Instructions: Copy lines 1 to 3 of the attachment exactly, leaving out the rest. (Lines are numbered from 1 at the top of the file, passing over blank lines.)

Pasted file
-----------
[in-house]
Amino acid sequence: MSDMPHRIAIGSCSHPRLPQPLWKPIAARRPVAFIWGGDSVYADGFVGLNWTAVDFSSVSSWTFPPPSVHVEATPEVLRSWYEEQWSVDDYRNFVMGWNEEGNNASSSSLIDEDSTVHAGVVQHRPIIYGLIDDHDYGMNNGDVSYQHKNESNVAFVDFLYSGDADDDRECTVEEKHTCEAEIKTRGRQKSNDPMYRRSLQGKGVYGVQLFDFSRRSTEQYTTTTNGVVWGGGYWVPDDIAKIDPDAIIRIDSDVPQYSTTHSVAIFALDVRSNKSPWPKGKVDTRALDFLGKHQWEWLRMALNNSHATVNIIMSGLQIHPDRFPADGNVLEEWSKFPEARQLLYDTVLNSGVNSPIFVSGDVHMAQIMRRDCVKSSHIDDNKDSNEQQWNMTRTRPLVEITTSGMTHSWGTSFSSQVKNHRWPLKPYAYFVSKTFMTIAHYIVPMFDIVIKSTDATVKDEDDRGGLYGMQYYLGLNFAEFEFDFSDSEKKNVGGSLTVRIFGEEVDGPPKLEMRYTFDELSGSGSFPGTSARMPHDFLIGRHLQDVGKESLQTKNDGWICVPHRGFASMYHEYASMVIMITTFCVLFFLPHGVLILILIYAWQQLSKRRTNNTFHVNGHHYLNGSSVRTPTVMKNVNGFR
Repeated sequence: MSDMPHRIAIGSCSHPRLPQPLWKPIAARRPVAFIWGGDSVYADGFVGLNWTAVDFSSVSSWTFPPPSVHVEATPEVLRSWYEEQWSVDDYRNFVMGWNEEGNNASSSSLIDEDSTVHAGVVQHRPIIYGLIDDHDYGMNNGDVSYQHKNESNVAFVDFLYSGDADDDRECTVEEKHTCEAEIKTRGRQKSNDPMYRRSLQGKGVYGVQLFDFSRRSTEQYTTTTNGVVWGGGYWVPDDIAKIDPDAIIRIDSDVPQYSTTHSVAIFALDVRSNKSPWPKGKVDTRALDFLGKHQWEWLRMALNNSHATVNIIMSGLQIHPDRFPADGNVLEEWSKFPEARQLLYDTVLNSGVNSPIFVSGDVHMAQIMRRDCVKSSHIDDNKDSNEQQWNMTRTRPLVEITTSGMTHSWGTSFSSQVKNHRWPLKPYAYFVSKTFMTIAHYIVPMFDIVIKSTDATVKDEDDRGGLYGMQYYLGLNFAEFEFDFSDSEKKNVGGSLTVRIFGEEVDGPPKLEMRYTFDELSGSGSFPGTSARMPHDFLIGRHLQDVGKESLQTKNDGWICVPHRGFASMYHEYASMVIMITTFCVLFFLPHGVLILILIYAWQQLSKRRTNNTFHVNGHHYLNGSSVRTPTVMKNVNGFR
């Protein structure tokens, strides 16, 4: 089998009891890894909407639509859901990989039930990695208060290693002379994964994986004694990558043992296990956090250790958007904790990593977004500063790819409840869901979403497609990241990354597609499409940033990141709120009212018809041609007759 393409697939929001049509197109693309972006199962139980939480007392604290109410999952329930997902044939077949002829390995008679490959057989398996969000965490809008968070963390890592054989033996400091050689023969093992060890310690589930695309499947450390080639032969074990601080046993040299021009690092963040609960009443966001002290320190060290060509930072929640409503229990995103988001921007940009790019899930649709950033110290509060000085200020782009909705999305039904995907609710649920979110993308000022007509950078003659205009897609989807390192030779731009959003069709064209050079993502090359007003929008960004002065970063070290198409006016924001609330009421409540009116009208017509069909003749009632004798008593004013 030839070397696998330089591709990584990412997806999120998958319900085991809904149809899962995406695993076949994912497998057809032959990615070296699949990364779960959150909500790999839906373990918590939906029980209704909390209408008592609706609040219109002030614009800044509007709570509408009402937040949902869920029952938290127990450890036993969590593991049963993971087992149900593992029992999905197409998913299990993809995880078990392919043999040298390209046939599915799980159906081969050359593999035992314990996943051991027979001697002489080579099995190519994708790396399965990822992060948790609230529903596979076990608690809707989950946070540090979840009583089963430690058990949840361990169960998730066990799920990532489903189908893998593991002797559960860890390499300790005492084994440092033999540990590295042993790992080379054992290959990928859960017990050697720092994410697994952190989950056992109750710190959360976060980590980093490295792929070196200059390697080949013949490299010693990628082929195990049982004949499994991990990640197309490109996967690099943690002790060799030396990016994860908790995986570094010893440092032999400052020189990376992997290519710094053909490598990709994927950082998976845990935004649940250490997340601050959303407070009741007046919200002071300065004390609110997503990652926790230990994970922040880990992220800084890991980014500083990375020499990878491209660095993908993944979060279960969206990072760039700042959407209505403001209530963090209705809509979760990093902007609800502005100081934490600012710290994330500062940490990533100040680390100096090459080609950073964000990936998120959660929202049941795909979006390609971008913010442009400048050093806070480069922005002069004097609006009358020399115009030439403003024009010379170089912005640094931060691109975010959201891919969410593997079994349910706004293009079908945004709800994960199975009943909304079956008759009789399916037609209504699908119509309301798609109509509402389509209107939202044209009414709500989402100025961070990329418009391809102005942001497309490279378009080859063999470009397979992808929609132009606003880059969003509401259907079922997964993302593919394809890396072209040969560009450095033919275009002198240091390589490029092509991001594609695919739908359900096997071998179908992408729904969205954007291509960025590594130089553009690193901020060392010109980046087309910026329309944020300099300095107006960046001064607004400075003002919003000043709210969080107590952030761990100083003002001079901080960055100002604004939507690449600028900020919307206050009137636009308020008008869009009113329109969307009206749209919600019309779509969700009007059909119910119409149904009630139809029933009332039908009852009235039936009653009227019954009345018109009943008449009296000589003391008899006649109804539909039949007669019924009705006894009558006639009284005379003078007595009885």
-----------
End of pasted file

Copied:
[in-house]
Amino acid sequence: MSDMPHRIAIGSCSHPRLPQPLWKPIAARRPVAFIWGGDSVYADGFVGLNWTAVDFSSVSSWTFPPPSVHVEATPEVLRSWYEEQWSVDDYRNFVMGWNEEGNNASSSSLIDEDSTVHAGVVQHRPIIYGLIDDHDYGMNNGDVSYQHKNESNVAFVDFLYSGDADDDRECTVEEKHTCEAEIKTRGRQKSNDPMYRRSLQGKGVYGVQLFDFSRRSTEQYTTTTNGVVWGGGYWVPDDIAKIDPDAIIRIDSDVPQYSTTHSVAIFALDVRSNKSPWPKGKVDTRALDFLGKHQWEWLRMALNNSHATVNIIMSGLQIHPDRFPADGNVLEEWSKFPEARQLLYDTVLNSGVNSPIFVSGDVHMAQIMRRDCVKSSHIDDNKDSNEQQWNMTRTRPLVEITTSGMTHSWGTSFSSQVKNHRWPLKPYAYFVSKTFMTIAHYIVPMFDIVIKSTDATVKDEDDRGGLYGMQYYLGLNFAEFEFDFSDSEKKNVGGSLTVRIFGEEVDGPPKLEMRYTFDELSGSGSFPGTSARMPHDFLIGRHLQDVGKESLQTKNDGWICVPHRGFASMYHEYASMVIMITTFCVLFFLPHGVLILILIYAWQQLSKRRTNNTFHVNGHHYLNGSSVRTPTVMKNVNGFR
Repeated sequence: MSDMPHRIAIGSCSHPRLPQPLWKPIAARRPVAFIWGGDSVYADGFVGLNWTAVDFSSVSSWTFPPPSVHVEATPEVLRSWYEEQWSVDDYRNFVMGWNEEGNNASSSSLIDEDSTVHAGVVQHRPIIYGLIDDHDYGMNNGDVSYQHKNESNVAFVDFLYSGDADDDRECTVEEKHTCEAEIKTRGRQKSNDPMYRRSLQGKGVYGVQLFDFSRRSTEQYTTTTNGVVWGGGYWVPDDIAKIDPDAIIRIDSDVPQYSTTHSVAIFALDVRSNKSPWPKGKVDTRALDFLGKHQWEWLRMALNNSHATVNIIMSGLQIHPDRFPADGNVLEEWSKFPEARQLLYDTVLNSGVNSPIFVSGDVHMAQIMRRDCVKSSHIDDNKDSNEQQWNMTRTRPLVEITTSGMTHSWGTSFSSQVKNHRWPLKPYAYFVSKTFMTIAHYIVPMFDIVIKSTDATVKDEDDRGGLYGMQYYLGLNFAEFEFDFSDSEKKNVGGSLTVRIFGEEVDGPPKLEMRYTFDELSGSGSFPGTSARMPHDFLIGRHLQDVGKESLQTKNDGWICVPHRGFASMYHEYASMVIMITTFCVLFFLPHGVLILILIYAWQQLSKRRTNNTFHVNGHHYLNGSSVRTPTVMKNVNGFR